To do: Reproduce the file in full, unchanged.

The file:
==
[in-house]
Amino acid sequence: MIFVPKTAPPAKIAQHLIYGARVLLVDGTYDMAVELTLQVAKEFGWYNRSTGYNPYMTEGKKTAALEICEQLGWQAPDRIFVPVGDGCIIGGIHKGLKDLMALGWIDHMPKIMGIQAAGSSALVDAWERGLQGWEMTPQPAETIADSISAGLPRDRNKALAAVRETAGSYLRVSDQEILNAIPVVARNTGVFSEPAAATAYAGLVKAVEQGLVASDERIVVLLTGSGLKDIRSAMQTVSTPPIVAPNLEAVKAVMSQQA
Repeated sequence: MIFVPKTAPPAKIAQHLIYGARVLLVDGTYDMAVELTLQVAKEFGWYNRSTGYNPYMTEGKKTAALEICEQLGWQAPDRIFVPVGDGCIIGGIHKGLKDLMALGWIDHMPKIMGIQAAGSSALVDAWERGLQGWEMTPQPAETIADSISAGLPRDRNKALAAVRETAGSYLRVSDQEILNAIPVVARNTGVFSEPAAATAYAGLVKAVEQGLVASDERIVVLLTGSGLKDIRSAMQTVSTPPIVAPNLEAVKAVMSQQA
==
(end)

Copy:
[in-house]
Amino acid sequence: MIFVPKTAPPAKIAQHLIYGARVLLVDGTYDMAVELTLQVAKEFGWYNRSTGYNPYMTEGKKTAALEICEQLGWQAPDRIFVPVGDGCIIGGIHKGLKDLMALGWIDHMPKIMGIQAAGSSALVDAWERGLQGWEMTPQPAETIADSISAGLPRDRNKALAAVRETAGSYLRVSDQEILNAIPVVARNTGVFSEPAAATAYAGLVKAVEQGLVASDERIVVLLTGSGLKDIRSAMQTVSTPPIVAPNLEAVKAVMSQQA
Repeated sequence: MIFVPKTAPPAKIAQHLIYGARVLLVDGTYDMAVELTLQVAKEFGWYNRSTGYNPYMTEGKKTAALEICEQLGWQAPDRIFVPVGDGCIIGGIHKGLKDLMALGWIDHMPKIMGIQAAGSSALVDAWERGLQGWEMTPQPAETIADSISAGLPRDRNKALAAVRETAGSYLRVSDQEILNAIPVVARNTGVFSEPAAATAYAGLVKAVEQGLVASDERIVVLLTGSGLKDIRSAMQTVSTPPIVAPNLEAVKAVMSQQA